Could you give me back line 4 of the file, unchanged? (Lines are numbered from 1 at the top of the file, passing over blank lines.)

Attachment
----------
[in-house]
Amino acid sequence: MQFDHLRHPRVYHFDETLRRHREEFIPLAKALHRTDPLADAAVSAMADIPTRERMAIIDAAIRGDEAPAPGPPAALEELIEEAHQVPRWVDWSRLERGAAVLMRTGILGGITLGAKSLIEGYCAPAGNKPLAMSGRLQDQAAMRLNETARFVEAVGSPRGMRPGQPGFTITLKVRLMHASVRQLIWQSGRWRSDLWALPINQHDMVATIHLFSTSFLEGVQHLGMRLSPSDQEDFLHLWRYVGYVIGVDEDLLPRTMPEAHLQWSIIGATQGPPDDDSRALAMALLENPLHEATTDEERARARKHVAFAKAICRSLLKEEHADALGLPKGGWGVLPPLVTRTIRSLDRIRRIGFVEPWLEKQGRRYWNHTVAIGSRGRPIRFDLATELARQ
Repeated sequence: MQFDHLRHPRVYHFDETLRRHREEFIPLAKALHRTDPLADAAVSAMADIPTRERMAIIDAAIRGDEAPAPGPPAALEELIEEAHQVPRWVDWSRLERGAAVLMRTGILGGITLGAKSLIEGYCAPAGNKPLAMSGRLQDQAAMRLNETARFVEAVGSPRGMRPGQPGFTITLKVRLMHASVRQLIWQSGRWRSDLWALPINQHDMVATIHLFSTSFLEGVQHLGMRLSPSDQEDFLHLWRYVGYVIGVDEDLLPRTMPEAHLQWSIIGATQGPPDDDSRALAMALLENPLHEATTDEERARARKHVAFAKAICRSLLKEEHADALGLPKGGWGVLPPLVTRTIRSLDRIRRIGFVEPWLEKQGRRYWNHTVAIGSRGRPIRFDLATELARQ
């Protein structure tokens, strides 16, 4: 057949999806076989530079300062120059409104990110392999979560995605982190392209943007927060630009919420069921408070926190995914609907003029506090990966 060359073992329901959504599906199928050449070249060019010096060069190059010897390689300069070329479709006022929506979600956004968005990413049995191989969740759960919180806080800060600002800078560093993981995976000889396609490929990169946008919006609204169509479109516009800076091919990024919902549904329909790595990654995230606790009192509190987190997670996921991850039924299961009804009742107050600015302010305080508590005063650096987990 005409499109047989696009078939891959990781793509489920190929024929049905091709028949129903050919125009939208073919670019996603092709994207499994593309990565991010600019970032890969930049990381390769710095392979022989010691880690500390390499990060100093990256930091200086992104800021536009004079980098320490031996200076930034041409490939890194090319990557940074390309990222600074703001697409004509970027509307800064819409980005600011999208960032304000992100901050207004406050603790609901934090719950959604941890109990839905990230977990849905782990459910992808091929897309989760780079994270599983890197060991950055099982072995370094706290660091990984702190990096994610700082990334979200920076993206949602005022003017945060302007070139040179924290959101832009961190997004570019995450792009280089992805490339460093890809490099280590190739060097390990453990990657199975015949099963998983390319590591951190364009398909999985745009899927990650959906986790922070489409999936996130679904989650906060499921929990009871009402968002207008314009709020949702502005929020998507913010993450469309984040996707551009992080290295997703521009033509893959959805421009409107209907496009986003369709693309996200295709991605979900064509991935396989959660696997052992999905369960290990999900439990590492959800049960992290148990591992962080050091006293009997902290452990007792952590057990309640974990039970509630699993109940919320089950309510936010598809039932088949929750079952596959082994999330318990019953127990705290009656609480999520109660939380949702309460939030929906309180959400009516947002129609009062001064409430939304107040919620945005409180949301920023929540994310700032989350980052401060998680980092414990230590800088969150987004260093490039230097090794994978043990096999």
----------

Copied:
């Protein structure tokens, strides 16, 4: 057949999806076989530079300062120059409104990110392999979560995605982190392209943007927060630009919420069921408070926190995914609907003029506090990966 060359073992329901959504599906199928050449070249060019010096060069190059010897390689300069070329479709006022929506979600956004968005990413049995191989969740759960919180806080800060600002800078560093993981995976000889396609490929990169946008919006609204169509479109516009800076091919990024919902549904329909790595990654995230606790009192509190987190997670996921991850039924299961009804009742107050600015302010305080508590005063650096987990 005409499109047989696009078939891959990781793509489920190929024929049905091709028949129903050919125009939208073919670019996603092709994207499994593309990565991010600019970032890969930049990381390769710095392979022989010691880690500390390499990060100093990256930091200086992104800021536009004079980098320490031996200076930034041409490939890194090319990557940074390309990222600074703001697409004509970027509307800064819409980005600011999208960032304000992100901050207004406050603790609901934090719950959604941890109990839905990230977990849905782990459910992808091929897309989760780079994270599983890197060991950055099982072995370094706290660091990984702190990096994610700082990334979200920076993206949602005022003017945060302007070139040179924290959101832009961190997004570019995450792009280089992805490339460093890809490099280590190739060097390990453990990657199975015949099963998983390319590591951190364009398909999985745009899927990650959906986790922070489409999936996130679904989650906060499921929990009871009402968002207008314009709020949702502005929020998507913010993450469309984040996707551009992080290295997703521009033509893959959805421009409107209907496009986003369709693309996200295709991605979900064509991935396989959660696997052992999905369960290990999900439990590492959800049960992290148990591992962080050091006293009997902290452990007792952590057990309640974990039970509630699993109940919320089950309510936010598809039932088949929750079952596959082994999330318990019953127990705290009656609480999520109660939380949702309460939030929906309180959400009516947002129609009062001064409430939304107040919620945005409180949301920023929540994310700032989350980052401060998680980092414990230590800088969150987004260093490039230097090794994978043990096999």